It will also help to ensure that any treatments that are given to patients will work. Genetic factors can strongly influence our response to particular medical treatments. So, for example, only about one in four women with breast cancer will benefit from the monoclonal antibody-based drug Herceptin, which targets a particular protein on the cell surface of some tumour cells. As a result, patients are now tested to see if they will react positively to an expensive drug that is highly effective in the right person, and useless in others. Already about 10 percent of the new drugs being licensed by the US government’s Food and Drug Administration are sold with information about which groups of the population they are intended for – that figure is sure to increase considerably over the next decade. 

Tissue engineering is another rapidly growing branch of medical science devoted to rebuilding body parts that have been lost or damaged by disease, accident or everyday ‘wear and tear’. In most cases, it is dependent on stem cell technology, using the undifferentiated cells found in nearly all tissues that are capable of developing into any one of the hundreds of different cell types found in the body. 

Stem cells have been extracted from human embryos, umbilical cords and even the fat tissue removed during cosmetic liposuction procedures. However, the eventual goal will be to collect stem cells from the patient’s own body and grow them in tissue culture until there is enough to be useful in a major medical procedure. That way they can be implanted back in the patient’s body without him or her having to take drugs to suppress the immune system and prevent rejection, as may occur with tissue from unrelated donors. 

The major challenges in this branch of science (also known as regenerative medicine) are in achieving precise control over how the cells develop and in encouraging them to adopt an appropriate three-dimensional shape. Without the biological forces that guide such development in the body, stem cells will either grow to form a shapeless blob or a thin sheet of cells. The latter option has proved satisfactory when creating some relatively simple bodily structures such as a new windpipe, artificial skin, bladder and corneas. But it may be some time before more complex three-dimensional structures like joints become available for human patients (see box), let alone whole organs like a heart or liver.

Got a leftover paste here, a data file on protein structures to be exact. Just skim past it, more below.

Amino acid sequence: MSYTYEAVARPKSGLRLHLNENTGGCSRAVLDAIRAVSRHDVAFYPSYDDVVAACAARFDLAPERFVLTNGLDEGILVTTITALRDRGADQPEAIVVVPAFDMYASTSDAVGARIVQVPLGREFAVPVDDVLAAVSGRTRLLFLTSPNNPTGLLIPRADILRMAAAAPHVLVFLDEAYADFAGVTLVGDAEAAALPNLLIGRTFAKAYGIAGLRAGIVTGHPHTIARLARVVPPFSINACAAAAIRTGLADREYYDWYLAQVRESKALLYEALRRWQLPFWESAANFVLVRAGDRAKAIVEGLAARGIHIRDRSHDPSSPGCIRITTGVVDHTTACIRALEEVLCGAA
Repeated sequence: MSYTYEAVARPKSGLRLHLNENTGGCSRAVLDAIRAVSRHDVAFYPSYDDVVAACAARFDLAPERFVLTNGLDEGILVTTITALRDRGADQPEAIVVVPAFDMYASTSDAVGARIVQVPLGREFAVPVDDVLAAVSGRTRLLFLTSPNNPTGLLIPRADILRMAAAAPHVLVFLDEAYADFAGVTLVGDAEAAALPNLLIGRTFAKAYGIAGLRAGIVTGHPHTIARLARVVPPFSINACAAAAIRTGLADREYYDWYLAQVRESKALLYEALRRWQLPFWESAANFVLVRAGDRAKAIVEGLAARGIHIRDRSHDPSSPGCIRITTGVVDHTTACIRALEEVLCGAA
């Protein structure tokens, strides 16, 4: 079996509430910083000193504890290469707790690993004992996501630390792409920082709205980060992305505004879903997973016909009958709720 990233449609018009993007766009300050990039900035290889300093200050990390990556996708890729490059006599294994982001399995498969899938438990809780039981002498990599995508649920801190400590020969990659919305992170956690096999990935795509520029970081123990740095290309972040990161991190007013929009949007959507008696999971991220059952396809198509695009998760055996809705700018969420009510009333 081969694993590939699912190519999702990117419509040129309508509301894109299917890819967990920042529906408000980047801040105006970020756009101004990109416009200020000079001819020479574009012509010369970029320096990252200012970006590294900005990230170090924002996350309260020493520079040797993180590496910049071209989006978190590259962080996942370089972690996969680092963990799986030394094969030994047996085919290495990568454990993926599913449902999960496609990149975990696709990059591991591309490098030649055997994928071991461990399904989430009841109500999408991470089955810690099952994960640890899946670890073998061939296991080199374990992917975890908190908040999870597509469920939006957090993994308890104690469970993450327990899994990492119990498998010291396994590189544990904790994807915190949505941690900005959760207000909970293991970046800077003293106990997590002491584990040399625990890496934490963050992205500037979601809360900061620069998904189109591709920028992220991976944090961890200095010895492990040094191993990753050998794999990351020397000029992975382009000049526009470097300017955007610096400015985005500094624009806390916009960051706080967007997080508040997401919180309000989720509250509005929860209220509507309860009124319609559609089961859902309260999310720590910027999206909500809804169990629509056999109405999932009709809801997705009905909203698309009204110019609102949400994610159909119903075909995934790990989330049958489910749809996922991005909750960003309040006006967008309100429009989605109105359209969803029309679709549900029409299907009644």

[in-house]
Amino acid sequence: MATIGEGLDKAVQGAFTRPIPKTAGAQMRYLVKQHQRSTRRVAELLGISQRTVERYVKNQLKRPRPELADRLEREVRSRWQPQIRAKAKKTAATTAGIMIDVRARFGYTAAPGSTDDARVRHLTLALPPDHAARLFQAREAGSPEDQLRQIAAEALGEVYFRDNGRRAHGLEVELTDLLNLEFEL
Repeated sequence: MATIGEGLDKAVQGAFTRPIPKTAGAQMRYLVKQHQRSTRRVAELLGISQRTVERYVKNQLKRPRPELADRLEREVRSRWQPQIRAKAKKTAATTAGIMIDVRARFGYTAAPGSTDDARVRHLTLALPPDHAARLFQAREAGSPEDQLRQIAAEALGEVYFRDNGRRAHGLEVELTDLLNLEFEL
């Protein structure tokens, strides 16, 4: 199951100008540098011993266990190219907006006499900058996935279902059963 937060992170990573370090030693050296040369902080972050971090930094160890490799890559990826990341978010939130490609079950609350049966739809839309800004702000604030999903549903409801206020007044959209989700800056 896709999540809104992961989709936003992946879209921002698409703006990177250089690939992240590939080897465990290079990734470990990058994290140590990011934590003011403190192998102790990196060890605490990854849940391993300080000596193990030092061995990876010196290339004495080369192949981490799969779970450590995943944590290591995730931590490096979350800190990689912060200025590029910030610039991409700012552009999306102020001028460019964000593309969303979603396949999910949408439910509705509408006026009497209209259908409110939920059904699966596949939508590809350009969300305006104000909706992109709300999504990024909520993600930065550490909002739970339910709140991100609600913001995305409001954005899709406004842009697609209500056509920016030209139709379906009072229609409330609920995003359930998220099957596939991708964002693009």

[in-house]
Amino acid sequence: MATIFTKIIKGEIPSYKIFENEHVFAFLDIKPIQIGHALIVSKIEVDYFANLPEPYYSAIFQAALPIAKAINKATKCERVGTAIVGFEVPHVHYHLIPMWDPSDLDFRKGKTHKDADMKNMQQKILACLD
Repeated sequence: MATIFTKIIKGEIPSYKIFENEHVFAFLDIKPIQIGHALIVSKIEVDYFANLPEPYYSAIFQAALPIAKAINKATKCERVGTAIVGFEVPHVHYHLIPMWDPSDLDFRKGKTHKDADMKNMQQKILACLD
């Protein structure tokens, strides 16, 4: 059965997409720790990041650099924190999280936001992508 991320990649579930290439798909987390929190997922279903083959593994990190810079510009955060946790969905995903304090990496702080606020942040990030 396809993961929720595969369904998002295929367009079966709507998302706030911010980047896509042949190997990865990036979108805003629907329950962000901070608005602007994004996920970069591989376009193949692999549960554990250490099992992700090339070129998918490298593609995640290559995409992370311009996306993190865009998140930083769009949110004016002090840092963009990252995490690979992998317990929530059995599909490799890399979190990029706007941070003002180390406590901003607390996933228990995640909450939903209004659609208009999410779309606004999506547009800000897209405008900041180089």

Nanotechnology is the use of microscopic structures between 1 billionth and 100 billionth of a metre in size to create new diagnostic or therapeutic products. Although it is being billed as a new frontier in medicine, nanotechnology-based agents have been available for at least 15 years and there are more than 40 examples already on the market. In the first of these, the cancer drug doxorubicin was encapsulated in minute lipid spheres, called liposomes, so that it could be injected into the body and reach its destination in the tumour cells without being destroyed by the body’s immune system. 

Another form of nanotechnology currently being tested in a range of medical applications is the use of hollow carbon or metal tubes as packaging for drug agents or as contrast agents to improve the clarity of the images produced by imaging scanners. One promising experimental application involves using gold particles linked to monoclonal antibodies that direct the combination to a tumour. After receiving the drug, that part of the patient’s body is irradiated with a laser and the energy is absorbed by the gold particles, which then heat up and cook the surrounding cancer cells. 

However, when applying a powerful but largely unproven technology for the fi rst time, there is always the risk of producing unexpected results. So the pace of change in medicine, as a result of new disciplines like nanotechnology, may be determined as much by the need to prove their safety as by the rate of advances in the underlying science. Whoever is now driving the juggernaut of medical progress – the physician, surgeon or even the mechanical engineer – they will always need to obey the maxim that medical students have been taught since ancient times: Primum non nocere – first, do no harm.

About the author:

John Bonner is a freelance science journalist based in London